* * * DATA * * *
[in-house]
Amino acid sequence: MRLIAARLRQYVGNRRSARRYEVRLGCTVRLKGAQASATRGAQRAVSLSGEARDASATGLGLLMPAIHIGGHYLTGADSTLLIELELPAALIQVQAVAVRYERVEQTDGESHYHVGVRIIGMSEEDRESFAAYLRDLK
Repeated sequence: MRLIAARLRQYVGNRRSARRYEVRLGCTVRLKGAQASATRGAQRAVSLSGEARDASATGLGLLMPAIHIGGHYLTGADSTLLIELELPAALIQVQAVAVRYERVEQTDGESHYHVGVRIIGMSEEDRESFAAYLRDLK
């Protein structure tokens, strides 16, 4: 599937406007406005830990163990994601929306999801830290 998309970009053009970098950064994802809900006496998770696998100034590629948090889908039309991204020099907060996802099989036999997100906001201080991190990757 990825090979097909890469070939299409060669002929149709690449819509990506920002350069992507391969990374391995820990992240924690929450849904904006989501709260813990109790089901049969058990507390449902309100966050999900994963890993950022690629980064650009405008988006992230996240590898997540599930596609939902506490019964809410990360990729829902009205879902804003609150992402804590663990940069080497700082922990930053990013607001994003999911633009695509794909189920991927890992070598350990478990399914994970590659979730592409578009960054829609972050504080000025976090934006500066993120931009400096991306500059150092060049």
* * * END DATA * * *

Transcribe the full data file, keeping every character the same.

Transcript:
[in-house]
Amino acid sequence: MRLIAARLRQYVGNRRSARRYEVRLGCTVRLKGAQASATRGAQRAVSLSGEARDASATGLGLLMPAIHIGGHYLTGADSTLLIELELPAALIQVQAVAVRYERVEQTDGESHYHVGVRIIGMSEEDRESFAAYLRDLK
Repeated sequence: MRLIAARLRQYVGNRRSARRYEVRLGCTVRLKGAQASATRGAQRAVSLSGEARDASATGLGLLMPAIHIGGHYLTGADSTLLIELELPAALIQVQAVAVRYERVEQTDGESHYHVGVRIIGMSEEDRESFAAYLRDLK
């Protein structure tokens, strides 16, 4: 599937406007406005830990163990994601929306999801830290 998309970009053009970098950064994802809900006496998770696998100034590629948090889908039309991204020099907060996802099989036999997100906001201080991190990757 990825090979097909890469070939299409060669002929149709690449819509990506920002350069992507391969990374391995820990992240924690929450849904904006989501709260813990109790089901049969058990507390449902309100966050999900994963890993950022690629980064650009405008988006992230996240590898997540599930596609939902506490019964809410990360990729829902009205879902804003609150992402804590663990940069080497700082922990930053990013607001994003999911633009695509794909189920991927890992070598350990478990399914994970590659979730592409578009960054829609972050504080000025976090934006500066993120931009400096991306500059150092060049």